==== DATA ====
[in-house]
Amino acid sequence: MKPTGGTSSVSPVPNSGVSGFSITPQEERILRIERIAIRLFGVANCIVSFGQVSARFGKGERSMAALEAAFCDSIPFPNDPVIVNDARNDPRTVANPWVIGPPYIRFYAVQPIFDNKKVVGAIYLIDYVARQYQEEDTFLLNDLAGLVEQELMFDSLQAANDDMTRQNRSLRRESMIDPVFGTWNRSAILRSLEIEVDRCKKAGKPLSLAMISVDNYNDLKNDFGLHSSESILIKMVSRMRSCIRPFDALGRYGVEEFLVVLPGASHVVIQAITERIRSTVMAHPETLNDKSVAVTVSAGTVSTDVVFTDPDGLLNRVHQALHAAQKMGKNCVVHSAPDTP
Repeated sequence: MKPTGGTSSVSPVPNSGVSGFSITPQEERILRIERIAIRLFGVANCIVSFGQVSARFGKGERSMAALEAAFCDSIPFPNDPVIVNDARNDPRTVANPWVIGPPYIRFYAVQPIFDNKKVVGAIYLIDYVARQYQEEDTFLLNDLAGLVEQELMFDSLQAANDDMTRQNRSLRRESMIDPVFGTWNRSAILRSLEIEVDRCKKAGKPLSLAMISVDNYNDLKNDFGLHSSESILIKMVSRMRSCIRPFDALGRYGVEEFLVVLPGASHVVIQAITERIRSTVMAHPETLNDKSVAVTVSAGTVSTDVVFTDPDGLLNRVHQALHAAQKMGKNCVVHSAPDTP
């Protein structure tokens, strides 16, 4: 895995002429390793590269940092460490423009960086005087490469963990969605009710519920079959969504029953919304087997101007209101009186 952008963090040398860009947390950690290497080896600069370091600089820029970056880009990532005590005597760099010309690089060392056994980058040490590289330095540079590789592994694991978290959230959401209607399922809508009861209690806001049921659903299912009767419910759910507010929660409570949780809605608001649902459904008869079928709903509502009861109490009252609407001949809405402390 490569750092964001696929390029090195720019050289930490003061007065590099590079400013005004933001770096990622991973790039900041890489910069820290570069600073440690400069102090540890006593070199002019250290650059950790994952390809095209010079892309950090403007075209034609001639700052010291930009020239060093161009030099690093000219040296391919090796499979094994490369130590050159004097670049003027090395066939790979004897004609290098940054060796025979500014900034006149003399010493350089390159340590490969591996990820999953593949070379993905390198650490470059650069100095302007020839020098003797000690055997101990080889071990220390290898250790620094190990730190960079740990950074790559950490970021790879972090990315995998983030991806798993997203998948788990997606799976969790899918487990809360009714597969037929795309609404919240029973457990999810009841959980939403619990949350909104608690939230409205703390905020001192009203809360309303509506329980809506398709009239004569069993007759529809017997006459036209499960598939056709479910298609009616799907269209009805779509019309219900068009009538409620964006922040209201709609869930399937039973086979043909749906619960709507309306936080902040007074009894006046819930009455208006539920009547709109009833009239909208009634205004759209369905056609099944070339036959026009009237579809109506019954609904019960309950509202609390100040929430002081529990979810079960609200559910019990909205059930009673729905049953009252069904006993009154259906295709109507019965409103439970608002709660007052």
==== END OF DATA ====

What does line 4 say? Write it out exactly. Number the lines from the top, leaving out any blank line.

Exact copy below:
């Protein structure tokens, strides 16, 4: 895995002429390793590269940092460490423009960086005087490469963990969605009710519920079959969504029953919304087997101007209101009186 952008963090040398860009947390950690290497080896600069370091600089820029970056880009990532005590005597760099010309690089060392056994980058040490590289330095540079590789592994694991978290959230959401209607399922809508009861209690806001049921659903299912009767419910759910507010929660409570949780809605608001649902459904008869079928709903509502009861109490009252609407001949809405402390 490569750092964001696929390029090195720019050289930490003061007065590099590079400013005004933001770096990622991973790039900041890489910069820290570069600073440690400069102090540890006593070199002019250290650059950790994952390809095209010079892309950090403007075209034609001639700052010291930009020239060093161009030099690093000219040296391919090796499979094994490369130590050159004097670049003027090395066939790979004897004609290098940054060796025979500014900034006149003399010493350089390159340590490969591996990820999953593949070379993905390198650490470059650069100095302007020839020098003797000690055997101990080889071990220390290898250790620094190990730190960079740990950074790559950490970021790879972090990315995998983030991806798993997203998948788990997606799976969790899918487990809360009714597969037929795309609404919240029973457990999810009841959980939403619990949350909104608690939230409205703390905020001192009203809360309303509506329980809506398709009239004569069993007759529809017997006459036209499960598939056709479910298609009616799907269209009805779509019309219900068009009538409620964006922040209201709609869930399937039973086979043909749906619960709507309306936080902040007074009894006046819930009455208006539920009547709109009833009239909208009634205004759209369905056609099944070339036959026009009237579809109506019954609904019960309950509202609390100040929430002081529990979810079960609200559910019990909205059930009673729905049953009252069904006993009154259906295709109507019965409103439970608002709660007052």